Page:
Chrysler will begin selling an electric version of the Fiat 500 next year; however, rather than profiting from each model delivered, the automaker will lose nearly $10,000 for every unit it sells.
Under license from Fiat, Chrysler builds the subcompact 500 at its plant in Toluca, Mexico. As it stands, the only form of propulsion available for the 500 is Fiat's MultiAir 1.4-liter I-4, but starting next year an electric-driven model will join the U.S. lineup. Despite moving forward with the alternative-powertrain, company officials remain skeptical of EV viability in the marketplace.
"The economics of EVs simply don't work," Fiat CEO Sergio Marchionne said at the company's general meeting last week. "On the 500 that Chrysler will begin selling in the U.S. next year, we will lose over $10,000 per unit despite the retail price being three times higher [than the gasoline-powered version]."
Base model 500s sold here in the United States start around $16,000, which means the electric versions will likely carry a price tag just below $50,000 -- or closer to $40,000 with the $7500 federal tax rebate for plug-ins and electrics. The latest news of the 500 EVs price is a vast departure from the figure Marchionne gave when a concept of the model was first unveiled at the 2010 Detroit auto show. At that time, the EV was expected to retail for around $32,000, just double that of a gas-powered model.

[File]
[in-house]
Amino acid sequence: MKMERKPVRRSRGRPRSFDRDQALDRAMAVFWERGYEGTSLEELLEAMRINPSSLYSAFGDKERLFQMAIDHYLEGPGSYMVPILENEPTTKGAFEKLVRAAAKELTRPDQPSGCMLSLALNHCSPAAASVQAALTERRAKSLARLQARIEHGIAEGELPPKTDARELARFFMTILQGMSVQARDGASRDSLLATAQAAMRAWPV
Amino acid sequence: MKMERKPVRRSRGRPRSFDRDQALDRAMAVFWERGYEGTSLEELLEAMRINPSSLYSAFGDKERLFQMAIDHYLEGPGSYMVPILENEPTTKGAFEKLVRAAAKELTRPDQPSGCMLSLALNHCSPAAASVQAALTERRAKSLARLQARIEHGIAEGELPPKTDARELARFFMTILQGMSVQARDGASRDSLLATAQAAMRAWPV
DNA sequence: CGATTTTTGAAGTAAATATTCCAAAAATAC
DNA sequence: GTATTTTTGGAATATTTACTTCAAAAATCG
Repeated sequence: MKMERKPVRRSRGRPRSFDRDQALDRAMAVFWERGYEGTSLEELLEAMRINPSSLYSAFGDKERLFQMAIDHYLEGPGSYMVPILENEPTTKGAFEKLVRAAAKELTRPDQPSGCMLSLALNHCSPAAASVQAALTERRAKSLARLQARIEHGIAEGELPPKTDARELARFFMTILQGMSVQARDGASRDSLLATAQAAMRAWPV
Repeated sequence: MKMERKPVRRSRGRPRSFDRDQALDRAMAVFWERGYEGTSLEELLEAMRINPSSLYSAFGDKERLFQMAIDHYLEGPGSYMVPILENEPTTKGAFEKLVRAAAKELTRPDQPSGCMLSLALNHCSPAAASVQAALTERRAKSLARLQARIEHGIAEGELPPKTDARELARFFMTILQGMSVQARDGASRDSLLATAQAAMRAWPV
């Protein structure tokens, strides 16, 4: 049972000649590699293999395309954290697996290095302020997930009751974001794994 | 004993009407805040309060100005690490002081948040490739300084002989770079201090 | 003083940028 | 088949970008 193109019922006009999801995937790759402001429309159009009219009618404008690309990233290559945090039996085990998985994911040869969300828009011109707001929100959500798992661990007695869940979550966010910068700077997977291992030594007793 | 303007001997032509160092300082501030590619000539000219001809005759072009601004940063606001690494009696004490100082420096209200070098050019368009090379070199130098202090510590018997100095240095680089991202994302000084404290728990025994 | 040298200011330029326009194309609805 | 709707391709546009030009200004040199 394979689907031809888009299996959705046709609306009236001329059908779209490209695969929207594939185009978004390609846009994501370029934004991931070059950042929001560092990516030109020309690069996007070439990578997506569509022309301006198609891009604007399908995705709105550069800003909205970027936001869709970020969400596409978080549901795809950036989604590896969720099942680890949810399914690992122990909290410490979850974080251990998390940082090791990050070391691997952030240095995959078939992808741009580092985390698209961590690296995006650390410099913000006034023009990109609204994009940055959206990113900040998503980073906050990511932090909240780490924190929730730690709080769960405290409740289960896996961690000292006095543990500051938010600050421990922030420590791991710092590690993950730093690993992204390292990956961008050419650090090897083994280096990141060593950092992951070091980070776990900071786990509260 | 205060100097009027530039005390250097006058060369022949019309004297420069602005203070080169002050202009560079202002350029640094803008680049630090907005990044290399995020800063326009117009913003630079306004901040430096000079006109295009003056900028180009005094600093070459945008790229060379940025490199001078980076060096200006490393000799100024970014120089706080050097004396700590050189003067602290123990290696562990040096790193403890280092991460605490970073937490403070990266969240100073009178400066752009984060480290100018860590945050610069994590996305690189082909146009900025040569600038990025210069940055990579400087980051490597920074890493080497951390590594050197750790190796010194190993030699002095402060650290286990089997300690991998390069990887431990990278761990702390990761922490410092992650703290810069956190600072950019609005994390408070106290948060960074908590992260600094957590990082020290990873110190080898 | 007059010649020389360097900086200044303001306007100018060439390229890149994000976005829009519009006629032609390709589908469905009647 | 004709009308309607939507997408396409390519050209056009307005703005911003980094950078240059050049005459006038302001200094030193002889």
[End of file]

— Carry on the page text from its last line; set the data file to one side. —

Regardless of the higher price and planned losses, Chrysler and Fiat will continue to push forward with the model, which serves as an avenue for it to expand its knowledge on electric powertrains. Chrysler noted its financial impact will be limited as the model is slated for low-volume output. European deliveries of the 500 EV are expected to begin sometime in 2013, with losses consistent with that of the U.S.-bound model.
Expected to retail for some $15,000 more than the Nissan Leaf, do you think Chrysler will have a difficult time selling the 500 EV? Share your thoughts in the comments section below.